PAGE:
Management Comes First

Their aims: for both their Cockerpoos to be calmer.

Cockerpoo's environment needs better management

Eddie

I pushed in past the two barking dogs.

Both young Cockerpoos were so worked up I felt one or both weren’t far short of biting me but instead, black Harry redirected his anger, fear or frustration onto young golden Eddie and a minor fight ensued.

The house was full of people. Family members were moving about. Kids were on their mobiles. I sat at the dining table and we made a start.

It soon became obvious from my first questions that over-arousal and lack of boundaries was at the root of all sorts of problems.

Where do we start?

.

Management.

Management in this case means gating off the front door and stairs so the dogs are contained in the sitting room and kitchen area. They will then have a physical boundary.

Management of this area will make it impossible for them to near-attack people at the front door and prevent Harry from chasing delivery men to the gate where a bite is only a matter of time.

Management means keeping them away from the stairs so that Harry will now no longer regularly pee on the upstairs landing.

Harry

Harry

Management of the environment means that first thing in the morning when they are let out of the utility room, they can’t start off the day in a manic manner, charging upstairs like battering rams at the bedroom doors, waking people.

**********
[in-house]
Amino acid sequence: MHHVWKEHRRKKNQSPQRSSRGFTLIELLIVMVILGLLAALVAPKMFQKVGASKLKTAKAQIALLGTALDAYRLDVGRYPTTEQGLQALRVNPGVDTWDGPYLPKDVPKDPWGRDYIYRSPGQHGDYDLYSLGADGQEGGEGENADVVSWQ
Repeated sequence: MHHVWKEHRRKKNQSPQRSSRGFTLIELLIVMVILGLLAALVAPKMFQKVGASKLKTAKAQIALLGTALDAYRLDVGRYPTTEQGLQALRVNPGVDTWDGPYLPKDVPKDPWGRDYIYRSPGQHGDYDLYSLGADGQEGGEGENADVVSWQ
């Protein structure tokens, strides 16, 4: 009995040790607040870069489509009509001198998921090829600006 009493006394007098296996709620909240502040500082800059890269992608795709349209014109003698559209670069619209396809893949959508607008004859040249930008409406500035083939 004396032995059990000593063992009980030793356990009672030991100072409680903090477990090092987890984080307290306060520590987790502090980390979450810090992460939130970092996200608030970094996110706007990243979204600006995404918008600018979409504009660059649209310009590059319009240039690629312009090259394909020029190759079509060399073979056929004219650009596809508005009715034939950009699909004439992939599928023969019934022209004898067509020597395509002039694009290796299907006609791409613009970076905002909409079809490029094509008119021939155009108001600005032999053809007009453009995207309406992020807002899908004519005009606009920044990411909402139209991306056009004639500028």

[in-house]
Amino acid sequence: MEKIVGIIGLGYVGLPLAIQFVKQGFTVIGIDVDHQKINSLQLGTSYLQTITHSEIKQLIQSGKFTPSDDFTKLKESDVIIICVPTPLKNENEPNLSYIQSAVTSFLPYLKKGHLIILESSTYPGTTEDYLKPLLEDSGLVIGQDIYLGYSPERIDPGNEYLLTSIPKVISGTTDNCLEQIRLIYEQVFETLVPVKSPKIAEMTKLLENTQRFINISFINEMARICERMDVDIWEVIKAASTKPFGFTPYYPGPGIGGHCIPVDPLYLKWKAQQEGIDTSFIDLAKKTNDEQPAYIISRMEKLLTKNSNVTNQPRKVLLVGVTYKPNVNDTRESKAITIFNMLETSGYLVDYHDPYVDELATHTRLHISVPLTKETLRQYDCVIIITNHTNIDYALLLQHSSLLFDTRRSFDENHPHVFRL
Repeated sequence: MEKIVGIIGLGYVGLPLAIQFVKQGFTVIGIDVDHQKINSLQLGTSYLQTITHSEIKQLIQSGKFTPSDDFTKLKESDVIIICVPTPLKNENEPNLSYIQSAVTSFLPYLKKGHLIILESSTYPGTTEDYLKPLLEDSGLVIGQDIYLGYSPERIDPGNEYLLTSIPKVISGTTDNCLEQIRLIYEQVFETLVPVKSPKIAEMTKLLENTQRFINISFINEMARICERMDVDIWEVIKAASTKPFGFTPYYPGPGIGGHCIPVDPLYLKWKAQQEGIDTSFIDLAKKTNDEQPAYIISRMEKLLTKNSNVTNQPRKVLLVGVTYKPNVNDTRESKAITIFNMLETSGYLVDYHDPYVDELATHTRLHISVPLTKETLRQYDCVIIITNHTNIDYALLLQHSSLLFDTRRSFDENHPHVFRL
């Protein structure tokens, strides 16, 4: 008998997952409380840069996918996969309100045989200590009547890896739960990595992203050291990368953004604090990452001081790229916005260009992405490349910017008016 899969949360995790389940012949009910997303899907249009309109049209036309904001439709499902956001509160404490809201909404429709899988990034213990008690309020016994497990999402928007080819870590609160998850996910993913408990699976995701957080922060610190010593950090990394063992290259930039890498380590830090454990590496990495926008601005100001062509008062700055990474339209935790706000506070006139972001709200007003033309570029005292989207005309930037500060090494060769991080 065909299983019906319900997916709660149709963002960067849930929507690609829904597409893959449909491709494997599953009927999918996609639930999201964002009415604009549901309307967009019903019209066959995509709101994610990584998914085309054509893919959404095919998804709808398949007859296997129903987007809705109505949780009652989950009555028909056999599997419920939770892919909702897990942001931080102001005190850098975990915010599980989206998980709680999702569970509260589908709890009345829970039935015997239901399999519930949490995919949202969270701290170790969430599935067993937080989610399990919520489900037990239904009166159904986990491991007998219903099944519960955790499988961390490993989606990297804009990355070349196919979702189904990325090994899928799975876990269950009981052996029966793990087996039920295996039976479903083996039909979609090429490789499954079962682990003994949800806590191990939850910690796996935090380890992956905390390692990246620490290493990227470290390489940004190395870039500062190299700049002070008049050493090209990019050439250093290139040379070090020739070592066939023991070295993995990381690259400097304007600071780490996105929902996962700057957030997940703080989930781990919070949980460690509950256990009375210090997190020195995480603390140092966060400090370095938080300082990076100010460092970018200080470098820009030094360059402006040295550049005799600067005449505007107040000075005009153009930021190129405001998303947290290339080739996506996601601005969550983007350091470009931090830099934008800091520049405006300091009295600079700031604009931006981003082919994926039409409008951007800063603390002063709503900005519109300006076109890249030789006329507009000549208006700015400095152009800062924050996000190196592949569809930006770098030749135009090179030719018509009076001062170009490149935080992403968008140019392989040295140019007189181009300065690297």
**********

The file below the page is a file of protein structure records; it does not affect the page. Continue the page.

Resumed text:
Another gate can be put in the space between kitchen and dining/sitting room.

Management then means the dogs can’t jump at people when they are eating their food. They can’t jump at the surfaces when cooking is going on. Management means they can be put the other side of the barrier with something to do.

Management means moving the box that gives them lookout duty from the front windows, the lower part of which can also be frosted. They won’t then spend much of the day winding themselves up by barking.

There is so much going on it’s hard to know where to start with the behaviour work, but the priority has to be all things that will lower their arousal levels.

Then we can see what we have got left.

When they are no longer little volcanoes ready to erupt, it will be easier to deal with things like Harry’s nervousness. Instead of constantly being at each other in play which can deteriorate, something stress seems to trigger, they can be given more constructive activities.

We might then work on impulse control, training them to settle, loose lead walking, coming back when called before they can go off barking at and intimidating another dog – and much more.

However, management and boundaries must be in place first. The dogs’ levels of stress must be lowered.

Then we should get somewhere!

Eventually they will get more of this!

Eventually they will get more of this!

Baby Grandson and Their Much Loved Dog

Springer Spaniel gets excited and stressed around the babySpringer Spaniel Danny gets very excited around the five month old baby. He may pull off one of baby’s socks (he actually ate one and it passed through!). He has also grabbed the little one’s leg.